Max Stirner

The Ego and His Own

534 printed pages
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  • Liamhas quotedlast year
    I do not want to recognize or respect in you anything, neither the proprietor nor the ragamuffin, nor even the man, but to use you. In salt I find that it makes food palatable to me, therefore I dissolve it; in the fish I recognize an aliment, therefore I eat it; in you I discover the gift of making my life agreeable, therefore I choose you as a companion. Or, in salt I study crystallization, in the fish animality, in you men, etc. But to me you are only what you are for me,—to wit, my object; and, because my object, therefore my property.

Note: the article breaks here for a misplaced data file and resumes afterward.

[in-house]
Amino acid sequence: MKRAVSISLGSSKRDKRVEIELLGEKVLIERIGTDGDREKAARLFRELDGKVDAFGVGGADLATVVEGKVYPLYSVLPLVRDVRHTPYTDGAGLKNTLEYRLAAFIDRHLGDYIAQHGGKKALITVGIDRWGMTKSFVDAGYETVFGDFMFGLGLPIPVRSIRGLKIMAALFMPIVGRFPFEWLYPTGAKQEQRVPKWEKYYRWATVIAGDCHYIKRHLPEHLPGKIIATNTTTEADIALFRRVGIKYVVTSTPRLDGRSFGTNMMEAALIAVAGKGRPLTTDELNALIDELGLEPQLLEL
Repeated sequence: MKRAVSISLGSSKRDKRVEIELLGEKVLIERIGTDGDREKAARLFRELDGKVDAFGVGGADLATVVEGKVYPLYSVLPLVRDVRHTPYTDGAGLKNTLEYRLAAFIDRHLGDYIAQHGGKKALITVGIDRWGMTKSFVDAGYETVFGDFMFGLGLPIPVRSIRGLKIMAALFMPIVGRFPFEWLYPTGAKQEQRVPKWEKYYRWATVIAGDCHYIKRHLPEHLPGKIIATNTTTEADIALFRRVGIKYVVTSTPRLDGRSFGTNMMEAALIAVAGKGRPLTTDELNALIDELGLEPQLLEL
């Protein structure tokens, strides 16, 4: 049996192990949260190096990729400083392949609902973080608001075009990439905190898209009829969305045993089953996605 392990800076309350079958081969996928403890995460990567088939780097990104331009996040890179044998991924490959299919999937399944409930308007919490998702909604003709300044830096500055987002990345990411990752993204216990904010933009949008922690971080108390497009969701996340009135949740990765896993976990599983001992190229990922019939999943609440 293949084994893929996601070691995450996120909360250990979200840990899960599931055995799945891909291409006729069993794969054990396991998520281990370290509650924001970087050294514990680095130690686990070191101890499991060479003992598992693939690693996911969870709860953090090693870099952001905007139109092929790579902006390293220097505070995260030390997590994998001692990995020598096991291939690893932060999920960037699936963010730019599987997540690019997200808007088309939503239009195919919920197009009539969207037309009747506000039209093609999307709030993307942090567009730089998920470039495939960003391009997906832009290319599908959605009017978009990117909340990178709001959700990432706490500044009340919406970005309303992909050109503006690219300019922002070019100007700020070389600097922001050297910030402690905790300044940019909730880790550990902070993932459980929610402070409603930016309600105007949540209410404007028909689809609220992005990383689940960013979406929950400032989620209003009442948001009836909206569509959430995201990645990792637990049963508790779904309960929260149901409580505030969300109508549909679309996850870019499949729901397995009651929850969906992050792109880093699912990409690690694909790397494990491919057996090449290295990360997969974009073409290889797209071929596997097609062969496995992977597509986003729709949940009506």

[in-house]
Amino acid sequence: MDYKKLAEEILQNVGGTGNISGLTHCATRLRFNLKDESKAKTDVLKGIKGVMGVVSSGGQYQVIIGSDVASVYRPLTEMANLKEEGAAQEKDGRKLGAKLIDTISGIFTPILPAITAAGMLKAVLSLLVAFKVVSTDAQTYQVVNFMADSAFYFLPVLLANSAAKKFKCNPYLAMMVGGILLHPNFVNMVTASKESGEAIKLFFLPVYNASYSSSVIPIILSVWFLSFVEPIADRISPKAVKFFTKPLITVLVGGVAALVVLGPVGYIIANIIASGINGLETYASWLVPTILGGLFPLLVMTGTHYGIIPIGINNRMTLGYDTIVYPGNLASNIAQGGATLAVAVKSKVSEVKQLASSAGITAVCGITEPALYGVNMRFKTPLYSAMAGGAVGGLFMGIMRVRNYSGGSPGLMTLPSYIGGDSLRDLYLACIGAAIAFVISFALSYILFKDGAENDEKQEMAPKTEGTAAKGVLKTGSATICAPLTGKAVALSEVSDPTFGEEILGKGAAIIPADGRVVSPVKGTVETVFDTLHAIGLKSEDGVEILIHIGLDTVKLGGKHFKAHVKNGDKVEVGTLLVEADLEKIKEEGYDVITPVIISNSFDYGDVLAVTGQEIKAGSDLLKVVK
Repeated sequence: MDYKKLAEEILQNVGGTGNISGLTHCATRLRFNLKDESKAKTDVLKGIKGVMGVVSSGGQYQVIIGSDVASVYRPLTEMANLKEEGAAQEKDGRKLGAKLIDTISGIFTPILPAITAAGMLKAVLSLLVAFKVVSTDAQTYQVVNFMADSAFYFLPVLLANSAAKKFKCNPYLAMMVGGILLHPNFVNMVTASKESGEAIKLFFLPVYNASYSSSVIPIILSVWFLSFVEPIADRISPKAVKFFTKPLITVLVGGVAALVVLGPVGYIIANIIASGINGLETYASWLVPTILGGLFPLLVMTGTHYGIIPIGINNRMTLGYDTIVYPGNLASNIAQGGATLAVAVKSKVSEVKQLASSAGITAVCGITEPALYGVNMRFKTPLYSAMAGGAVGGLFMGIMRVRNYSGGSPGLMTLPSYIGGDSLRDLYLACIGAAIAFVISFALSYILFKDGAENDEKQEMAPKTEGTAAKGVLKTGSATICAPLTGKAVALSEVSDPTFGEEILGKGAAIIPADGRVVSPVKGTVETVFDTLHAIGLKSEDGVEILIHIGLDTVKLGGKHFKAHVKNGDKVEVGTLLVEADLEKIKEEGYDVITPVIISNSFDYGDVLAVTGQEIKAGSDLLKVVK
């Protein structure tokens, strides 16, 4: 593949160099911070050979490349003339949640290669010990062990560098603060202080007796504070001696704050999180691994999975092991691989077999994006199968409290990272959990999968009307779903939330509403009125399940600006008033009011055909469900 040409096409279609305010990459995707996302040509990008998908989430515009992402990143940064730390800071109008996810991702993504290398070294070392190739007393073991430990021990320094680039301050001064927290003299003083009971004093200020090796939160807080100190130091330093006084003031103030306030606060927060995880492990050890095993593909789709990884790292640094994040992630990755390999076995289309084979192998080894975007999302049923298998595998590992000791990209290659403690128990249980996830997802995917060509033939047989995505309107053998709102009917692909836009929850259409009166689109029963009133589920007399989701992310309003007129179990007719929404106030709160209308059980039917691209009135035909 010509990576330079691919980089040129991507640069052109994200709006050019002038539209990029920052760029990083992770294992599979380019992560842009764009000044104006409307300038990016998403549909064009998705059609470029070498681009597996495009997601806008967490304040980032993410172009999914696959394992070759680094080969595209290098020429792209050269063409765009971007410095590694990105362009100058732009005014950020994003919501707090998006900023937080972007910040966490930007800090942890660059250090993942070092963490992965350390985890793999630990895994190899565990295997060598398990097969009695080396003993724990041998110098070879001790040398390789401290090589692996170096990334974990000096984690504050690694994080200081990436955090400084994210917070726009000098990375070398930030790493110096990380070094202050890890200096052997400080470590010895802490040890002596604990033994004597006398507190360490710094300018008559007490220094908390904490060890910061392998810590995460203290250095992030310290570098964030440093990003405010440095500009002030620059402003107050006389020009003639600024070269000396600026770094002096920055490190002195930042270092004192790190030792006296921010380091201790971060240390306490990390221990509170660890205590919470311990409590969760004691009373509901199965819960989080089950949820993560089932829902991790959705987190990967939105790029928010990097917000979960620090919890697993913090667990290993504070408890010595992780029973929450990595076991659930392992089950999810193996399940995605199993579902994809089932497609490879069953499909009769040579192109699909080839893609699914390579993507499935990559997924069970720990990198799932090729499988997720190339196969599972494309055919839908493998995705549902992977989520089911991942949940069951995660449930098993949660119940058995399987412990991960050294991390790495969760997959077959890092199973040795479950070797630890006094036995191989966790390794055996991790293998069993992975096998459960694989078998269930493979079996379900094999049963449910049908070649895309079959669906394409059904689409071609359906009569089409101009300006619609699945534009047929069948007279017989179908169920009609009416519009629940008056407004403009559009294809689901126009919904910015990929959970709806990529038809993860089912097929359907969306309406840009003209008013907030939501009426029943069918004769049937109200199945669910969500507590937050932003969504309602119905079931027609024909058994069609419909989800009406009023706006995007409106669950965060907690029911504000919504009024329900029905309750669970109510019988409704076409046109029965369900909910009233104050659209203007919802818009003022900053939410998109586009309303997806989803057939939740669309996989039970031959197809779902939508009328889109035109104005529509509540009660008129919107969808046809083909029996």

• Liamhas quotedlast year
    The forming of family ties, e. g., binds a man: he who is bound furnishes security, can be taken hold of; not so the street-walker.
  • Liamhas quotedlast year
    If you command them, "Bend before the Most High," they will answer: "If he wants to bend us, let him come himself and do it; we, at least, will not bend of our own accord."
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